One of the most common strategies we come across as a business is where social media is the sole or major marketing channel. Yes it’s free, yes it’s measurable and yes it puts us on a level playing field with big business (they have a Facebook page, we can have a Facebook page) but if you have no overall marketing and communications plan, offline and on, social media is unlikely to deliver your financial goals.

You don’t have to be a sophisticated marketer to lay some groundwork before planning your social media content. 71% of companies who carry out this work exceed their revenues and lead goals plus enjoy 73% higher conversions. Here is my super simplified marketing plan checklist:

What’s your value proposition?

In other words what problem do you solve for your customers? And have you validated this by asking for feedback? This is such a crucial piece of work for your business. It ensures you understand why people will buy from you. Too often we build our product or service and off the back of a few supportive comments, we launch and think ‘this is amazing’. However, testing it with a wider market can give you a different picture. Be really sure about the needs you are meeting.

Who are you talking to?

Once we understand how we meet our customer’s need, we need to define who they are and what motivates them. Lifestyle and emotion play important roles in driving purchase, even in a business to business setting. The better we understand this, the more likely we are to develop content that triggers curiosity into discovering more about our business, product or service. Aside from the basic demographics of our customer, we should try and ascertain the specific challenges they face and how they feel about them. We also need to understand their daily habits online. What websites do they browse? What social media platforms do they use?

Answer these questions and you have your customer profile. I always suggest doing at least two of these for main customer groups.

Where are your customers lurking?

Using your customer profiles, next define where you are most likely to interact with your customer. INTERACTION is the operative word here. Not where you have the most following or where your content is likely to reach a wide variety of people. Those metrics are worthless if no one is clicking, liking, commenting on or sharing your posts.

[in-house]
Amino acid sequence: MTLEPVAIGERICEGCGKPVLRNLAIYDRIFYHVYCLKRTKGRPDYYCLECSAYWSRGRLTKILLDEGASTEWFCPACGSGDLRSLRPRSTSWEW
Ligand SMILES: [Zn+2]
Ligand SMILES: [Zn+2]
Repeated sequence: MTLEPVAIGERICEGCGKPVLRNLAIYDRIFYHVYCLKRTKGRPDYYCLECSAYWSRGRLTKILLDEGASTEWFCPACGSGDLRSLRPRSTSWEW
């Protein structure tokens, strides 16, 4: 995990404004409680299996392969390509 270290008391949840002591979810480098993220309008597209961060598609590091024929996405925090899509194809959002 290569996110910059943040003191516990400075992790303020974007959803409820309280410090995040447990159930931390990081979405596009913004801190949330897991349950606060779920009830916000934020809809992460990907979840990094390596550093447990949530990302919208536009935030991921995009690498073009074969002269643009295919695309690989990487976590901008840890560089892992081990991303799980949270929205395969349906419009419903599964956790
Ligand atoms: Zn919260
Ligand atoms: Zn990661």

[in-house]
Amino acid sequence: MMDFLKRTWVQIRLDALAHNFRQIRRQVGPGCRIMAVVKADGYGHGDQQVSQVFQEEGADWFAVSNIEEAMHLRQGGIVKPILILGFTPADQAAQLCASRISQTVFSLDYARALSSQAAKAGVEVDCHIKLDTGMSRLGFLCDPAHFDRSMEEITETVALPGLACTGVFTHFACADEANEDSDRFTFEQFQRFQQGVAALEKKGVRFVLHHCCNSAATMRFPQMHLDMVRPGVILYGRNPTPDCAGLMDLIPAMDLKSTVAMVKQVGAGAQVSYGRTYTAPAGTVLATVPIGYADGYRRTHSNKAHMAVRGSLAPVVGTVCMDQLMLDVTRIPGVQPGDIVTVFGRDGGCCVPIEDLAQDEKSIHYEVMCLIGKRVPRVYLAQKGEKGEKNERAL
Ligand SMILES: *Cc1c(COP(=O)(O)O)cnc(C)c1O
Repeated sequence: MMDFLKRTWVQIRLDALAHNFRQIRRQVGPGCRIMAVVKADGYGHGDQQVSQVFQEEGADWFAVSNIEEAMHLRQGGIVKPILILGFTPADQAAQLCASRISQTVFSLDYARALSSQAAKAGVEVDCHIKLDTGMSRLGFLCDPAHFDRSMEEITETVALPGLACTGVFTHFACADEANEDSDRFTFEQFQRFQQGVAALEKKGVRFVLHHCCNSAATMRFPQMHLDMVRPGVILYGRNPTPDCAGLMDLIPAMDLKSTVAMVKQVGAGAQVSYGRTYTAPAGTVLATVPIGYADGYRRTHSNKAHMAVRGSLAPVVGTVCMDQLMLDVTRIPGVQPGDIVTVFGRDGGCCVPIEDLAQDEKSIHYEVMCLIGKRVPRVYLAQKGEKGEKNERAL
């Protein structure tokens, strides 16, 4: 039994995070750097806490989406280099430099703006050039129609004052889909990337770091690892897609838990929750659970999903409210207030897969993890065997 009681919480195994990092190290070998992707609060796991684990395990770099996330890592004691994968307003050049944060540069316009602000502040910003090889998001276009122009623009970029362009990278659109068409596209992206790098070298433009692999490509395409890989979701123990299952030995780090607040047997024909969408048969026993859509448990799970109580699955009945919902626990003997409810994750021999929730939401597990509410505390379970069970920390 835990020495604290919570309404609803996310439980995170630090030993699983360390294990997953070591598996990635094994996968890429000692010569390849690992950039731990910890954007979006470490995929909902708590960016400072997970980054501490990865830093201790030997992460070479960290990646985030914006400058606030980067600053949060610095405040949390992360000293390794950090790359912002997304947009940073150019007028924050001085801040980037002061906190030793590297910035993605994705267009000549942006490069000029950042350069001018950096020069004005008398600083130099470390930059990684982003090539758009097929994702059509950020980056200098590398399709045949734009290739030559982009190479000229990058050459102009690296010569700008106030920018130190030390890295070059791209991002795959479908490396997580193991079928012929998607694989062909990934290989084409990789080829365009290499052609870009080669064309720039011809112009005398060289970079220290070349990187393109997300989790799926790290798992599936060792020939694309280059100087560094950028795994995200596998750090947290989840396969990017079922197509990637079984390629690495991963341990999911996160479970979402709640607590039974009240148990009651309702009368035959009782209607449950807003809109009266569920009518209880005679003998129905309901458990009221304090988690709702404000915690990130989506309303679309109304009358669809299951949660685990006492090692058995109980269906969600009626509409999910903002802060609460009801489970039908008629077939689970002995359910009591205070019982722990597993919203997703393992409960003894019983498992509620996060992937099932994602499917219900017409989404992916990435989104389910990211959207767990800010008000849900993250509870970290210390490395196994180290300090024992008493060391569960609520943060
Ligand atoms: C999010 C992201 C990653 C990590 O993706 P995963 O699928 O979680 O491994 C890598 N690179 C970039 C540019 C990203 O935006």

This is what we call your channel strategy.

What are you going to say?

The temptation with social media is to share everything about your business, how ace it is and ask people to buy your stuff, all at once (sometimes in one post!). But if you think about your own social media habits, that’s simply not how we use it. And if we reflect on how we consume information online and offline, we will realise it’s that drip-fed approach of consistent messages which works. This is commonly known as ‘effective frequency‘ or the ‘rule of seven’ in marketing terms. But it’s rooted in psychological research on how much short-term memory holds.

Therefore, it’s really important to have a clear brand identity informed by the value proposition, customer profiles and channel strategy. I would usually suggest to clients to have between 3-5 core messages you want to thread through your content, building creatively each time around it.

Is social media the saviour of business?

Looking at all of these findings, you’ll realise that the social media element is the tool. The marketing plan is the voice.

Need some help putting this together? There’s never a perfect time to start but if you are not seeing a return on investment in your digital marketing, book a 15-minute chat to find out more how my Digital Thrive programme solves this problem.